Hog’s Back is where the Rideau Canal leaves the Rideau River. The river veers a bit further east while the canal aims for downtown. There are two locks, but the upper one (closest to Mooney’s Bay) is a flood guard lock and normally its doors are open on the south side. If the water is really high, that lock can be used as an extra lock. Then there are the falls which are quite impressive in spring. It is a great place to hang out and watch the world go by. Unfortunately the high-rises on the west side spoil the pastoral setting. Just sit with your back to them.
Hog’s Back Locks Swing Bridge
The swing bridge, running over the south end of the locks and opening about 20 times per day in peak season, needs repair badly. Built in 1976, it needed repairs in 2006-08 and later in 2016 again. You may remember pretty serious issues with the bridge again in 2017 and the NCC finally received monies to fix the troubled bridge over the water. The NCC looked into replacing the entire bridge but eventually chose for repairs to extend the life of the bridge by another 20- 30 years.
Rehabilitation scope of workhttp://ncc-ccn.gc.ca/projects/rehabilitation-of-the-hogs-back-swing-bridge
– Replacement of steel grating with a closed deck system
– Replacement of railing system on the bridge and approaches
– Complete structural steel re-coating
– Replacement of all electrical/bridge control components
– Replacement/refurbishment of mechanical components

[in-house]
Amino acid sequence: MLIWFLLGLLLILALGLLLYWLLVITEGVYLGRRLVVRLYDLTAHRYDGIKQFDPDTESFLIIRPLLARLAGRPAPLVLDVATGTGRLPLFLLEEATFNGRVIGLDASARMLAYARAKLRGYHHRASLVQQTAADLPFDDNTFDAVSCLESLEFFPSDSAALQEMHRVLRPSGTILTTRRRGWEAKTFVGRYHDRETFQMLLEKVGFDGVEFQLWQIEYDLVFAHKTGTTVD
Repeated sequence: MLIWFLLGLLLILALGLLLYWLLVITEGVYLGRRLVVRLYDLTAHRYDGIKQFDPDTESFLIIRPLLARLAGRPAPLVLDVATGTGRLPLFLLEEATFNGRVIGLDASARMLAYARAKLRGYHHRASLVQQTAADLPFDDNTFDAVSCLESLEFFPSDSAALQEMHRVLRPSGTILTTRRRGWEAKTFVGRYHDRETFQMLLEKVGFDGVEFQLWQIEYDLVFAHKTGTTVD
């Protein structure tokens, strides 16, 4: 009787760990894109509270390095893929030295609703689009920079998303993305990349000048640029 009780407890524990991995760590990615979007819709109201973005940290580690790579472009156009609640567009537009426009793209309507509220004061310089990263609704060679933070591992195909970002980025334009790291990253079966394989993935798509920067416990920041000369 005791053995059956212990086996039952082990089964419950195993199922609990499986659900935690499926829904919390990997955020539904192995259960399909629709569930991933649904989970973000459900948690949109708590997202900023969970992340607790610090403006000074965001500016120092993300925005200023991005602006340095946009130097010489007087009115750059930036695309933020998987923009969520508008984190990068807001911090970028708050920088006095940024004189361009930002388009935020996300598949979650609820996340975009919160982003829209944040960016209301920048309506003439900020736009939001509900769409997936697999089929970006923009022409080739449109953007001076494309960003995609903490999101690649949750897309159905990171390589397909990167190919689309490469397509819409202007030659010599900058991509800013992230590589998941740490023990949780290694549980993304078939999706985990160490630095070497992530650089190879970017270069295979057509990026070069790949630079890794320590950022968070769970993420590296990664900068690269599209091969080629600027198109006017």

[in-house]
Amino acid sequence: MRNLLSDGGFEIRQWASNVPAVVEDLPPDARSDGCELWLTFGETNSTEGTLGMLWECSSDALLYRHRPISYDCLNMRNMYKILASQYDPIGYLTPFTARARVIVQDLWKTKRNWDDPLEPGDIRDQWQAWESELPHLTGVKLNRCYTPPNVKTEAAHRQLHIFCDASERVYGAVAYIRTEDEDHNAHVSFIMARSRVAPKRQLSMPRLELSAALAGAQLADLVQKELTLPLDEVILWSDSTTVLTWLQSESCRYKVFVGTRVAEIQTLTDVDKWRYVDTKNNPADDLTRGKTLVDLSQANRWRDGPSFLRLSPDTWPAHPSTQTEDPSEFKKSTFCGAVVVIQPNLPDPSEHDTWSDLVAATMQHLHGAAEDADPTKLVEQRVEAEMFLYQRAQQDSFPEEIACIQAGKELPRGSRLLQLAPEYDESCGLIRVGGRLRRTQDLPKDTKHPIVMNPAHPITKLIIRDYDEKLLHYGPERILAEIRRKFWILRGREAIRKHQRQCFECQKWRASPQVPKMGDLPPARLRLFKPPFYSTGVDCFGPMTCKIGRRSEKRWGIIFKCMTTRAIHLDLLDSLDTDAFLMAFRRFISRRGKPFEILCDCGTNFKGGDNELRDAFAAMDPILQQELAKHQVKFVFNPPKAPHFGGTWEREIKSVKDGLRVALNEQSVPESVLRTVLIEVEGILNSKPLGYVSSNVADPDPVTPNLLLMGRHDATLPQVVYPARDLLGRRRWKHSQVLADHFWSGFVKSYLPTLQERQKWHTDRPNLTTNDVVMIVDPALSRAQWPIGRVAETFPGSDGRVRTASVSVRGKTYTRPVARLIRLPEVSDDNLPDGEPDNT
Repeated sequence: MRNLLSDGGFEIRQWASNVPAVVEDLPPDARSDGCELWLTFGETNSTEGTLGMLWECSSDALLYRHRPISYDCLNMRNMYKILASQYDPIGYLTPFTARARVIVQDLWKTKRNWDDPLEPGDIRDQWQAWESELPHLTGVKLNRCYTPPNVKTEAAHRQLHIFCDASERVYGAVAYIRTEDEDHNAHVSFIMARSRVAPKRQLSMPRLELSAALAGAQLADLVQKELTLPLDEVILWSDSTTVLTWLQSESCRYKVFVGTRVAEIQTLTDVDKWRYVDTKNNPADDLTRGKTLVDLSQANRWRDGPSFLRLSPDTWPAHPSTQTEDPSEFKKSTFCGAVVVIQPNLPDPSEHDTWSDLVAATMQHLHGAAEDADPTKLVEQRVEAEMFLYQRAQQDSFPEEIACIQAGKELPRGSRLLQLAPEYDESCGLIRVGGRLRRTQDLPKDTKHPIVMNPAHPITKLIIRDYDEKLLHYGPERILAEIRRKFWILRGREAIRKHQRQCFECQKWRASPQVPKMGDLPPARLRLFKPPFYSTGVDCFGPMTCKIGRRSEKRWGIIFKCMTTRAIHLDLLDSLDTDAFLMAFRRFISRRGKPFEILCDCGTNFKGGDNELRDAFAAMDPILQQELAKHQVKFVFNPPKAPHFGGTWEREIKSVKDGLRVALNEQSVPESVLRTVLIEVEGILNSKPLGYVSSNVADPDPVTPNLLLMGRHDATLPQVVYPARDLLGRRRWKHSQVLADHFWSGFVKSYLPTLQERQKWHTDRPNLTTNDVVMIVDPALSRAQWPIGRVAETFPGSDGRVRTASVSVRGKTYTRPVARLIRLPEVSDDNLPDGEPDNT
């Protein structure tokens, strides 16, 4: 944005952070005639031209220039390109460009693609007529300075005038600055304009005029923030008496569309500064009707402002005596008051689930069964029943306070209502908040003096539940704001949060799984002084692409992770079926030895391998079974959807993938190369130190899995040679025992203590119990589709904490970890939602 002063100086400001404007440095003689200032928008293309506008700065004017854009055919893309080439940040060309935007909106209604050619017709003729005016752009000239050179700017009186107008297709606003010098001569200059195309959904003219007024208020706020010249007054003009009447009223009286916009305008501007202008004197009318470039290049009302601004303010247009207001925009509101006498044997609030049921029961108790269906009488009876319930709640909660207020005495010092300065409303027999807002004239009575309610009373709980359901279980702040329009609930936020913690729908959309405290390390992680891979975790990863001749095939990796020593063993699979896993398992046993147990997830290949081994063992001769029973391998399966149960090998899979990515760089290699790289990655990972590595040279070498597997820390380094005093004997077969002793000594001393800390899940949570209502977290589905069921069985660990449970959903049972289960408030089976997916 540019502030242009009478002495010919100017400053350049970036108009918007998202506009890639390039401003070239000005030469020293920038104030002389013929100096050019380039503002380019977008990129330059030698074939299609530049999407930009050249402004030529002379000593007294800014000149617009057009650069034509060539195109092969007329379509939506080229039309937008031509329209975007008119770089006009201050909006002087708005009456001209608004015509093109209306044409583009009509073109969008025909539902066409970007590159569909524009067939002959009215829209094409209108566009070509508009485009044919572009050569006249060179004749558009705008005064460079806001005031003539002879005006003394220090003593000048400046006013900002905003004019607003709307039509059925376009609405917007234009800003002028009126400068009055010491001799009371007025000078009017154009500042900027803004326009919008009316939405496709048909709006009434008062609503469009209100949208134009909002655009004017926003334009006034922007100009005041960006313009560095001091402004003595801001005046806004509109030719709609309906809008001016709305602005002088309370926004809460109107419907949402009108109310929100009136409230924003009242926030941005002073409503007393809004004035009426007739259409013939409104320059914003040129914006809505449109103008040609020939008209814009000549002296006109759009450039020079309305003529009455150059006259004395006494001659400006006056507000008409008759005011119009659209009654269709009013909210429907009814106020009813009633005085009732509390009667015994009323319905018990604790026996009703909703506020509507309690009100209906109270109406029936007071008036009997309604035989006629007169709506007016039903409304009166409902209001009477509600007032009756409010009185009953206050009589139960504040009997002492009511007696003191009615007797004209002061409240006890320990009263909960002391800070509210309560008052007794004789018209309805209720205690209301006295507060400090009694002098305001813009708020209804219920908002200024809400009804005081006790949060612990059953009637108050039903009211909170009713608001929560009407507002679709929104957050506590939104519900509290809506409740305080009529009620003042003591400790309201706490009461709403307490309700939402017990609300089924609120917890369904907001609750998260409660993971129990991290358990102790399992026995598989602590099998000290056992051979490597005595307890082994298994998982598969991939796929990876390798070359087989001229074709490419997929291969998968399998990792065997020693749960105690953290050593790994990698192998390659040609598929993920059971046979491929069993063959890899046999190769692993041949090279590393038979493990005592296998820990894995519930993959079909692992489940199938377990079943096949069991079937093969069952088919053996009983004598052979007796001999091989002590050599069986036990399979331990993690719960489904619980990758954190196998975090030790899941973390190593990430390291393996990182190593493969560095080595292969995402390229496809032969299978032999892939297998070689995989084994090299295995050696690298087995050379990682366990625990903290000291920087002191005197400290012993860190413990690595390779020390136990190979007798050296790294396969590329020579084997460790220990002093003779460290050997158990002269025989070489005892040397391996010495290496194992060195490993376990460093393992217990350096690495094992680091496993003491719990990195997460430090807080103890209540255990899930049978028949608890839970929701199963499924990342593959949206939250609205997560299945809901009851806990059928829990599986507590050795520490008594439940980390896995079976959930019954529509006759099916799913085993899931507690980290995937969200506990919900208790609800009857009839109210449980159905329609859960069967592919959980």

Hog’s Back Falls
The repair on the bridge is not the only construction happening. Public Works is working at the same time on the bridge over the Prince of Wales Falls, better known as the Hog’s Back Falls a wee further east.
The last time when the swing bridge was closed, cyclists and pedestrians were asked to cross the locks instead. It is doable, but tight. This time, the NCC went out of its way to build a large ramp over the middle set of doors to accommodate the steady stream of residents using the bridge. Let’s have a look to that construction:
It is very easy to navigate the ramps and the locks. Compared with all the existing crossings this is a dream, but unfortunately temporary. It does show a change in mindset though for that there is considerable money spent on this detour, where as in the past active transportation would just be parked (pun) for the duration of the project. If I could mention one point of critique, it would be the colour. Why brown instead of “Historic Rideau Canal Grey” if you stain the wood anyway….?
More reading on the Rideau Canal: a Voyageur at Hartwell’s Locks.